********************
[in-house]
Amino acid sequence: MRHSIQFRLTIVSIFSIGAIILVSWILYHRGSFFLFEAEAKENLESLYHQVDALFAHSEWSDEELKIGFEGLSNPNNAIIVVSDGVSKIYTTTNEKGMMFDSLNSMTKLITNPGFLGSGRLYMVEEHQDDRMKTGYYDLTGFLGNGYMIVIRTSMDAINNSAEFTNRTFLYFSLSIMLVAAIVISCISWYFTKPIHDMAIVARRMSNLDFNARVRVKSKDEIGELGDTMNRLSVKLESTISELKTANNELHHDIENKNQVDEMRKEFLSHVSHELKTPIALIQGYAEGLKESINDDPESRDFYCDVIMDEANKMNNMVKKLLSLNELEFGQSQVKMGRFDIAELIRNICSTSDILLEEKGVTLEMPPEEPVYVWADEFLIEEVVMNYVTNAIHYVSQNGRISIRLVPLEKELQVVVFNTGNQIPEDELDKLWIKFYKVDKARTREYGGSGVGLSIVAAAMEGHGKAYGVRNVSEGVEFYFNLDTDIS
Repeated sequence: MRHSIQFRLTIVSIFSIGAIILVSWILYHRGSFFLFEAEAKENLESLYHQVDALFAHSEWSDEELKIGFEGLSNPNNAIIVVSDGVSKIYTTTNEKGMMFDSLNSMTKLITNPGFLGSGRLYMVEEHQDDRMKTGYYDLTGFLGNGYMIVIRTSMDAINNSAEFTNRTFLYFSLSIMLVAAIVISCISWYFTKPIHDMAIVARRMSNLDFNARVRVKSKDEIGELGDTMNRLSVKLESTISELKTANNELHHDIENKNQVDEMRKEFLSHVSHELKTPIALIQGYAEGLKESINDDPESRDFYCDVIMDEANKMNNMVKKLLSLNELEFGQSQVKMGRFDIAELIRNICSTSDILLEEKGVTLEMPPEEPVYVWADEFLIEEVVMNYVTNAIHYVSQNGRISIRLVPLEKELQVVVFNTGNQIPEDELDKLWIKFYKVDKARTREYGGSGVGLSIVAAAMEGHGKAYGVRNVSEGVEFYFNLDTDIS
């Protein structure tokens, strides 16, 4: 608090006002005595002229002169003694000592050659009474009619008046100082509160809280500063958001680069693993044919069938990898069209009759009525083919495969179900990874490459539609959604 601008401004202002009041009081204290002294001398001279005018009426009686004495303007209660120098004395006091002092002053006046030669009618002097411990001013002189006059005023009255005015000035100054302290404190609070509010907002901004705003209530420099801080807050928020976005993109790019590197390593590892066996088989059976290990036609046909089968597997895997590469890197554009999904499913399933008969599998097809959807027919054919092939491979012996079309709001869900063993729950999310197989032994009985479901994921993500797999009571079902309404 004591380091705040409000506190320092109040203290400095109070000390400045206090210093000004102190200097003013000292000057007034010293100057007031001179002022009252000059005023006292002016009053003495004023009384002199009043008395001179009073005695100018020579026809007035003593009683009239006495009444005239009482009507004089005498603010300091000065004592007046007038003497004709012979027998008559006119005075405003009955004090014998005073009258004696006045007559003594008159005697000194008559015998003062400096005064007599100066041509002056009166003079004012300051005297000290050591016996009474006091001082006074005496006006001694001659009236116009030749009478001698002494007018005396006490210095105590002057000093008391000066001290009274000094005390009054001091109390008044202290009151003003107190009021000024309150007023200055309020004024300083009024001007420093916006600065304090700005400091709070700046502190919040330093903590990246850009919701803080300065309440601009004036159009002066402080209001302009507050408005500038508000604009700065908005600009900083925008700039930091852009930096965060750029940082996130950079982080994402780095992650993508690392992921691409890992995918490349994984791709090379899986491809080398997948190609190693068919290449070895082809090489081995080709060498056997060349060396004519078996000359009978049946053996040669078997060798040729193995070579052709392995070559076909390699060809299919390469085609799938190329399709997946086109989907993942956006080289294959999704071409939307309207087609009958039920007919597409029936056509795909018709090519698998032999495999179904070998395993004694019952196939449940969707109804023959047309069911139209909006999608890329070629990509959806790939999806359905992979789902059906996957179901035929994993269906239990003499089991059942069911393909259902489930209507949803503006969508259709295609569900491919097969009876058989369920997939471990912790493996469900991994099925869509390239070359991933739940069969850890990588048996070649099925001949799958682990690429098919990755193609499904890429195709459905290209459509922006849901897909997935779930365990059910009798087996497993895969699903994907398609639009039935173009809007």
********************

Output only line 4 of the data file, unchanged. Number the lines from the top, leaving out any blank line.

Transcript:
């Protein structure tokens, strides 16, 4: 608090006002005595002229002169003694000592050659009474009619008046100082509160809280500063958001680069693993044919069938990898069209009759009525083919495969179900990874490459539609959604 601008401004202002009041009081204290002294001398001279005018009426009686004495303007209660120098004395006091002092002053006046030669009618002097411990001013002189006059005023009255005015000035100054302290404190609070509010907002901004705003209530420099801080807050928020976005993109790019590197390593590892066996088989059976290990036609046909089968597997895997590469890197554009999904499913399933008969599998097809959807027919054919092939491979012996079309709001869900063993729950999310197989032994009985479901994921993500797999009571079902309404 004591380091705040409000506190320092109040203290400095109070000390400045206090210093000004102190200097003013000292000057007034010293100057007031001179002022009252000059005023006292002016009053003495004023009384002199009043008395001179009073005695100018020579026809007035003593009683009239006495009444005239009482009507004089005498603010300091000065004592007046007038003497004709012979027998008559006119005075405003009955004090014998005073009258004696006045007559003594008159005697000194008559015998003062400096005064007599100066041509002056009166003079004012300051005297000290050591016996009474006091001082006074005496006006001694001659009236116009030749009478001698002494007018005396006490210095105590002057000093008391000066001290009274000094005390009054001091109390008044202290009151003003107190009021000024309150007023200055309020004024300083009024001007420093916006600065304090700005400091709070700046502190919040330093903590990246850009919701803080300065309440601009004036159009002066402080209001302009507050408005500038508000604009700065908005600009900083925008700039930091852009930096965060750029940082996130950079982080994402780095992650993508690392992921691409890992995918490349994984791709090379899986491809080398997948190609190693068919290449070895082809090489081995080709060498056997060349060396004519078996000359009978049946053996040669078997060798040729193995070579052709392995070559076909390699060809299919390469085609799938190329399709997946086109989907993942956006080289294959999704071409939307309207087609009958039920007919597409029936056509795909018709090519698998032999495999179904070998395993004694019952196939449940969707109804023959047309069911139209909006999608890329070629990509959806790939999806359905992979789902059906996957179901035929994993269906239990003499089991059942069911393909259902489930209507949803503006969508259709295609569900491919097969009876058989369920997939471990912790493996469900991994099925869509390239070359991933739940069969850890990588048996070649099925001949799958682990690429098919990755193609499904890429195709459905290209459509922006849901897909997935779930365990059910009798087996497993895969699903994907398609639009039935173009809007």